Thursday, October 27, 2005

Jorge Cham's talk: The power of procrastination

Jorge Cham is the author of the grad student "phdcomics" topics. He recently gave a talk at our university, and needless to say, the audience were enthralled. He recently received his Ph.D. from stanford, but is known for the cartoons he writes during his past time as a researcher. I would recommend all graduate students that have not heard of him to click and have fun at the link:

Monday, October 10, 2005

Revolution in the Valley: The Insanely Great Story of How the Mac Was Made

Andy Herltzfeld, a mac enthusiast joined Apple as a systems programmer in the year 1979. The book he wrote was released in 2004 (title shown above) and it talks about the history of the team that invented the mac. I am looking forward to reading this book sometime in the future . A absolute piece of technological history!

Saturday, October 08, 2005

Massive Earthquake in Pakistan and India

I woke up today at around 10:00 AM (early morning for engineers :)) and got into my routine of reading BBC, a desire within me to me abreast of happenings around the world early. While fear of the bird flu is gripping the world, I awoke miles away from an earthquake that probably had killed around a thousand people. How many more natural disasters are going to come our way? Man has been attempting to understand science for a very long time now and it has come a long way. I, for one believe strongly that if research in science does not help the ordinary man, then perhaps, we are not doing great justice to ourselves. I understand that there is a value to understanding things but science and technology should help the ordinary man fulfill the basic needs. While our ability to predict hurricanes helped people save their lives, this ability is available only to the rich countries in the world. Millions of people in the poor countries die without the money to employ science to save their lives.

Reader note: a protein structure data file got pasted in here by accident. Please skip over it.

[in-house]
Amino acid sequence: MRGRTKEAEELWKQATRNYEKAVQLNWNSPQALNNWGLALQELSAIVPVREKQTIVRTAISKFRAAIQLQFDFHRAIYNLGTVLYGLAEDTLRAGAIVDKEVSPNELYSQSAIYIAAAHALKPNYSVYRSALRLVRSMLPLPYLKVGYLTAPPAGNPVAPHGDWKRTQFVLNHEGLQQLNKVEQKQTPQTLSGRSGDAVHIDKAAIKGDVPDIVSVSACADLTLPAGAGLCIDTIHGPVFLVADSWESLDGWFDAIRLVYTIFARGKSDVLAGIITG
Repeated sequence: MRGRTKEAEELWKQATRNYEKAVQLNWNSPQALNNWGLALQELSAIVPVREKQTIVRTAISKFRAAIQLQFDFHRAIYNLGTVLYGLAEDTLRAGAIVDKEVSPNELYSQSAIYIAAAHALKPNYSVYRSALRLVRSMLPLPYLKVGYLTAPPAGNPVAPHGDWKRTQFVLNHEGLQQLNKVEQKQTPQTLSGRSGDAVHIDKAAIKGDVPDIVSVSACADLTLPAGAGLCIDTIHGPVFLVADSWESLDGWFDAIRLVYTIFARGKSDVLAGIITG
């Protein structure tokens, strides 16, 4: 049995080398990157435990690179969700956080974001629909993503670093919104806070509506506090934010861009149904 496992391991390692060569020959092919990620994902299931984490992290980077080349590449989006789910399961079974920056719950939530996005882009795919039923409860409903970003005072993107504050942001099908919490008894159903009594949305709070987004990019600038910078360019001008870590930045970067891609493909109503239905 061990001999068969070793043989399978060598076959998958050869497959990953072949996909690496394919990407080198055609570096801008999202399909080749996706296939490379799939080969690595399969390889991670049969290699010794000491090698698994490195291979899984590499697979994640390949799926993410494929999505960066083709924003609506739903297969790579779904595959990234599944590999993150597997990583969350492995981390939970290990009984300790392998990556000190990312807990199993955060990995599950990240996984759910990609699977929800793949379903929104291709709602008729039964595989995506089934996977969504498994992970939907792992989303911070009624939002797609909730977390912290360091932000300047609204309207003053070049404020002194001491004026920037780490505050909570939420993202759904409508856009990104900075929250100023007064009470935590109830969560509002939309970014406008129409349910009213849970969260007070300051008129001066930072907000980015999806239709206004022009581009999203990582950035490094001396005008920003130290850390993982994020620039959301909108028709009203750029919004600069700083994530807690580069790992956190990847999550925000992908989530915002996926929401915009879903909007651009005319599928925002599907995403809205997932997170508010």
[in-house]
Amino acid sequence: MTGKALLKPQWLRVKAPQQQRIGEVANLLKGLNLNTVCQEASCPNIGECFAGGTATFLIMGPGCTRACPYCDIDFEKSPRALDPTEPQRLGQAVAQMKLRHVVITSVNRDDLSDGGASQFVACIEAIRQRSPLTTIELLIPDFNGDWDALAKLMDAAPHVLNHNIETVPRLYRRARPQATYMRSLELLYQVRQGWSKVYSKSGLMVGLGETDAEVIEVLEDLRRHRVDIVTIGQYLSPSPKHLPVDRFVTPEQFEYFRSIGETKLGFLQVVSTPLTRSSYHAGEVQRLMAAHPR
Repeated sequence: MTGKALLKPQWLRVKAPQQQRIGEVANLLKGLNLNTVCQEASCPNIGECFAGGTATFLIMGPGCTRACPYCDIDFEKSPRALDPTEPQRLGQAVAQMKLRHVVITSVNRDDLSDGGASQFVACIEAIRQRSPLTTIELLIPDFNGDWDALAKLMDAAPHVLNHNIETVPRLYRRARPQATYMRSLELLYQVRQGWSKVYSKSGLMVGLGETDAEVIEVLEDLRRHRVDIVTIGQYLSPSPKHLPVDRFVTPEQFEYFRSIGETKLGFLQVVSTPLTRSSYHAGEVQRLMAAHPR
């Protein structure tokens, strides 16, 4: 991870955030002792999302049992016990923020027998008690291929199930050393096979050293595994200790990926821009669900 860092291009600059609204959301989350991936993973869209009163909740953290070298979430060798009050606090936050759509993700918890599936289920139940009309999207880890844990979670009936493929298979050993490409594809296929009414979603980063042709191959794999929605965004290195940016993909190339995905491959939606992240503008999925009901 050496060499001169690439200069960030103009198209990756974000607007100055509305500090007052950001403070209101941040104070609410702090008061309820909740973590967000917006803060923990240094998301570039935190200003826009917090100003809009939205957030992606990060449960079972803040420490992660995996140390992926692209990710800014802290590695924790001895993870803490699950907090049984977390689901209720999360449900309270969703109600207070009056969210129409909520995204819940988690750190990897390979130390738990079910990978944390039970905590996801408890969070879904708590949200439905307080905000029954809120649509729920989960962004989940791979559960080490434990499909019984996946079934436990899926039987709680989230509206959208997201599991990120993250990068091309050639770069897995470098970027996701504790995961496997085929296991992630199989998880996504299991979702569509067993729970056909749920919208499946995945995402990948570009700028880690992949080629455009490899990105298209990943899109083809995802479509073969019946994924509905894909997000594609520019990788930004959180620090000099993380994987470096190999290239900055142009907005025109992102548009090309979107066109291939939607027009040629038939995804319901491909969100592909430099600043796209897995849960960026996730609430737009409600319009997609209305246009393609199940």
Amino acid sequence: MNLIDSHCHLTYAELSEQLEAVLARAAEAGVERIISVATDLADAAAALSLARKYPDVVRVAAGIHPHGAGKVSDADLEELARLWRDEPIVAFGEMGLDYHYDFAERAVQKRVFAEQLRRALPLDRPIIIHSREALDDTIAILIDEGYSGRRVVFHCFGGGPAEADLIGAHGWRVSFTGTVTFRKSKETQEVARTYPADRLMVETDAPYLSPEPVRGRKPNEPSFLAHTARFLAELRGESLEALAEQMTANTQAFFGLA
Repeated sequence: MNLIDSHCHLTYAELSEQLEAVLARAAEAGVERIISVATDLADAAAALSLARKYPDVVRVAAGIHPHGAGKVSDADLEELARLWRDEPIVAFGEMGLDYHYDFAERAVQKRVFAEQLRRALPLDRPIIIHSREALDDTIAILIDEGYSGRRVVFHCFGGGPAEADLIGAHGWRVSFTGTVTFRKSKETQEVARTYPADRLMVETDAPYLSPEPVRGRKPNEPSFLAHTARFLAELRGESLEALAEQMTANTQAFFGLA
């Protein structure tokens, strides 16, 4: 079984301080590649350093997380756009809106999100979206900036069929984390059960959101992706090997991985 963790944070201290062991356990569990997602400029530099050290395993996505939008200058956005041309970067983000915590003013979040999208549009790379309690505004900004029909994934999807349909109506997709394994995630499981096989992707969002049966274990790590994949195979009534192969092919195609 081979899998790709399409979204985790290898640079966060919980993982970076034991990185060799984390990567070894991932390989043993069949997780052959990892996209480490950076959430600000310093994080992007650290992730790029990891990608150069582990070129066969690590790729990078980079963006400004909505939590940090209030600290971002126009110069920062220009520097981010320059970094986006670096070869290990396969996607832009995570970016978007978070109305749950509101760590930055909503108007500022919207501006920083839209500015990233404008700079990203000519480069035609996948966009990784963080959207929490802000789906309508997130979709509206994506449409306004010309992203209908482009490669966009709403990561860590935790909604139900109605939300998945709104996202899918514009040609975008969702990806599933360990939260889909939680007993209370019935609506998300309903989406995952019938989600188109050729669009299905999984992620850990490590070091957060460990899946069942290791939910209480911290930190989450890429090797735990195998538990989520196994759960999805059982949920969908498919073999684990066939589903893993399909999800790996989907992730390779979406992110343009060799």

I do not know the answer to the question, but perhaps it is time people thought about the true value of research in addition to the financial implications of success :(. My urge to pen down this thought while my mind is in a cloud requires that I edit this article when my thoughts will be clearer and precise in their opinion sometime in the future.

Monday, October 03, 2005

Men of Mathematics: Eric T Bell

I read this book a few months back and wanted to recommend other people to read this book too. It was suggested by a good friend of mine and does not have any technical details. Instead, the book delves into the life of mathematicians in a chronogical order starting from the great Archimedes until the mathematicians of the nineteenth century, famously called the golden era of mathematics.

The author explains he believes that Archimedes, Gauss and Newton were the greatest mathematicians ever. He talks about the extent to which Archimedes hated practical mathematics but still had to apply math to devise those giant pulleys and spherical mirrors to defend his homeland against the romans.

This non-technical allows us to visualize a leaf from some of the mathematicians and would believe it as a must read for everyone!